THE Colorado Department of Agriculture, Acres U.S.A., and the Mosca-Hooper Conservation District will host the first in a series of Colorado Soil Health regional events in the San Luis Valley on Aug. 13.

This free event is part of the Colorado STAR Program and will include farm tours, educational presentations, guest speakers, and a keynote address from Jimmy Emmons, a soil health champion and producer from Oklahoma. The event is free; however registration is required at

Colorado’s producers have long been advocating for and adopting soil health practices. Healthy soils provide drought resilience by retaining more water and being less prone to erosion. Through soil health practices that help increase nutrient cycling, farmers can increase the productivity of land while also reducing labor and input costs. Nonetheless, barriers remain to adopting soil health practices. The goal of CDA’s Soil Health Program is to reduce these barriers through a voluntary and incentive-based framework. 

“Soil health is essential to productive agriculture that grows nutritious, quality food. Healthy soil practices also maximize limited water availability and drought resilience and help manage land sustainably for future generations,” said Cindy Lair, program manager for the Colorado State Conservation Board. “Colorado has a robust legacy of soil conservation and soil stewardship. This event, in partnership with ACRES U.S.A. and Mosca-Hooper Conservation District, will bring together soil health experts and new adopters to learn together, exchange ideas, and see and experience the difference sustainable soil practices can make for ag operations.”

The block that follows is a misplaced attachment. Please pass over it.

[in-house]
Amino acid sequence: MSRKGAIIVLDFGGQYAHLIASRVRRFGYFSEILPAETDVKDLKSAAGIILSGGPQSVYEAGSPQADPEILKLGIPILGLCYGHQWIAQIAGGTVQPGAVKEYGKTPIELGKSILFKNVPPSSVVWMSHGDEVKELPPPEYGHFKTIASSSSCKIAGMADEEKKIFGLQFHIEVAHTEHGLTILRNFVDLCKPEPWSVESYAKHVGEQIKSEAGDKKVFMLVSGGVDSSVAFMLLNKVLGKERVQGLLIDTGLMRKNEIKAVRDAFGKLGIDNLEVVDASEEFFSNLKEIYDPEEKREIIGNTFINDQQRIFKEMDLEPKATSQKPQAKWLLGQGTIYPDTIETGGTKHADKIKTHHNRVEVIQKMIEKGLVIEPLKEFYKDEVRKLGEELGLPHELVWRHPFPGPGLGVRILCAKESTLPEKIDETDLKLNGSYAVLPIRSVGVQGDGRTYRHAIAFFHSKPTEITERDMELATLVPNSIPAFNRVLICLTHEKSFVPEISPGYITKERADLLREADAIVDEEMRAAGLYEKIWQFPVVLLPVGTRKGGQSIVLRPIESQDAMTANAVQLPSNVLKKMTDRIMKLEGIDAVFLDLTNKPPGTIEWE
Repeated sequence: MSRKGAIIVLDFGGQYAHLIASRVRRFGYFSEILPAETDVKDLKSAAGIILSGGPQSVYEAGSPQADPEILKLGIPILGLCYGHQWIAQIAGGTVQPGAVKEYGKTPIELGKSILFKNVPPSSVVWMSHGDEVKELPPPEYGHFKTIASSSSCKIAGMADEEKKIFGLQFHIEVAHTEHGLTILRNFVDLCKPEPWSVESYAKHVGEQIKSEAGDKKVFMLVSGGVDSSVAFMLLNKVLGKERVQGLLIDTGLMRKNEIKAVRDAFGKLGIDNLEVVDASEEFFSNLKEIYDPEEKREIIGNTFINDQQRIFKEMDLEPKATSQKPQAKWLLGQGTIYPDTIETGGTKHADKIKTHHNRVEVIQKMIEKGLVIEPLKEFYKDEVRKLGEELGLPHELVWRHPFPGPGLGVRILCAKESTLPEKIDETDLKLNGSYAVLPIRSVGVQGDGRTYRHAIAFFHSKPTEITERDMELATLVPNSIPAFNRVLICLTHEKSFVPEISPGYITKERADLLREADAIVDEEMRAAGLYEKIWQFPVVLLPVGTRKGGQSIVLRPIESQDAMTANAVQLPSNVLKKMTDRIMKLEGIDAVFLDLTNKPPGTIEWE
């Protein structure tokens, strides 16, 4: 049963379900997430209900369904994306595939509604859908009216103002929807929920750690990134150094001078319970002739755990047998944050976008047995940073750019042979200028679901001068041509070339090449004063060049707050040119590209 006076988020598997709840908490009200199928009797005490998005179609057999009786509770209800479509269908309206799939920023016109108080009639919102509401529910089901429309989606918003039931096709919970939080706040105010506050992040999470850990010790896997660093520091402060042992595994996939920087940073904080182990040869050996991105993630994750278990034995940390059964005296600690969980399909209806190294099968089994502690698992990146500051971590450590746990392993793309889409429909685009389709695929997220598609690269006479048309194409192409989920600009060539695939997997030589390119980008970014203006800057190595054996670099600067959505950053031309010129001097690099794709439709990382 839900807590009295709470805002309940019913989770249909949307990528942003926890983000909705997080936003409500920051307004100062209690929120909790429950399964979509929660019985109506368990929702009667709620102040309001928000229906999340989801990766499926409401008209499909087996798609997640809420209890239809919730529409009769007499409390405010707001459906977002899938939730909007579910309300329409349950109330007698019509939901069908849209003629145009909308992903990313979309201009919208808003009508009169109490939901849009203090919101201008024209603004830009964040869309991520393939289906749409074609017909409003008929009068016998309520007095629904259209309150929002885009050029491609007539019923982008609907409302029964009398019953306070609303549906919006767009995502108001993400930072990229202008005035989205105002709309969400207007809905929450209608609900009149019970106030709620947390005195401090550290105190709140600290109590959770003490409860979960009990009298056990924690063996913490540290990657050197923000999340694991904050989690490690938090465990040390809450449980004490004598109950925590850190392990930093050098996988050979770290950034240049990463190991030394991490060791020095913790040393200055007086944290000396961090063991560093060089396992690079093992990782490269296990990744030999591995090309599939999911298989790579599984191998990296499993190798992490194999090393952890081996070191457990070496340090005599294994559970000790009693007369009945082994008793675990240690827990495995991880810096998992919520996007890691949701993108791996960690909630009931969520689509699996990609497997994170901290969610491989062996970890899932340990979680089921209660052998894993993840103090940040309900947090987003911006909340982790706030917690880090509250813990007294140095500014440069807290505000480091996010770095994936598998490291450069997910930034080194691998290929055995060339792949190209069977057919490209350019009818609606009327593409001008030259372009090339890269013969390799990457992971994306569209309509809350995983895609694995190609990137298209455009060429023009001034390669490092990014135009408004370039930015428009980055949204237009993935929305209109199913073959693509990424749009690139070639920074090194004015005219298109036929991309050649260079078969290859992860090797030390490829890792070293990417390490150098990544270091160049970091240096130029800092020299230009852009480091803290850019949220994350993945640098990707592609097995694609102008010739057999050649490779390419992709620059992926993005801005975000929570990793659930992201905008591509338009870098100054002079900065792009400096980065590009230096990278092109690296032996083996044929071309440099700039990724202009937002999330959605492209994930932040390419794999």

The Colorado STAR and STAR Plus (Saving Tomorrow’s Agricultural Resources) Programs make up the Colorado Soil Health Program. The STAR Program helps individual farmers and ranchers evaluate their operations’ use of soil health practices and identify areas for improvement while providing technical and financial assistance to help them succeed. 

The STAR Plus Program works in partnership with Colorado’s Conservation Districts to provide financial and technical assistance to 130 farmers and ranchers across the state. In 2022, CDA is working with 130 farmers and ranchers and 20 conservation districts and grower groups.

Soil health can be part of the solution to climate change: healthy soils can store more carbon, improve water and aquifer health, reduce run off, and stop erosion. Soil health practices, where microorganisms work together to create a healthy environment for plants, have also been shown to improve crop yields and protect against pests and diseases without the use of chemical agents. 

This regional soil health event is organized with the support of ACRES U.S.A., North America’s leading publisher on production-scale organic and sustainable farming, and Colorado State University. Speakers from both organizations and from CDA will provide program updates and help lead breakout sessions and classroom learning. 

The day will begin at 8 a.m. on Saturday, Aug. 13, in Monte Vista with brief presentations and the group will leave at 9 a.m. for two farm visits, before returning to Monte Vista for lunch. Afternoon will include breakout sessions and a panel discussion on soil health practices, which emphasize soil armor, minimal soil disturbance, plant diversity, continual live plant/root, and livestock integration.

Participants can see the full agenda and register at Find the agenda and register directly at the ACRES U.S.A. website.


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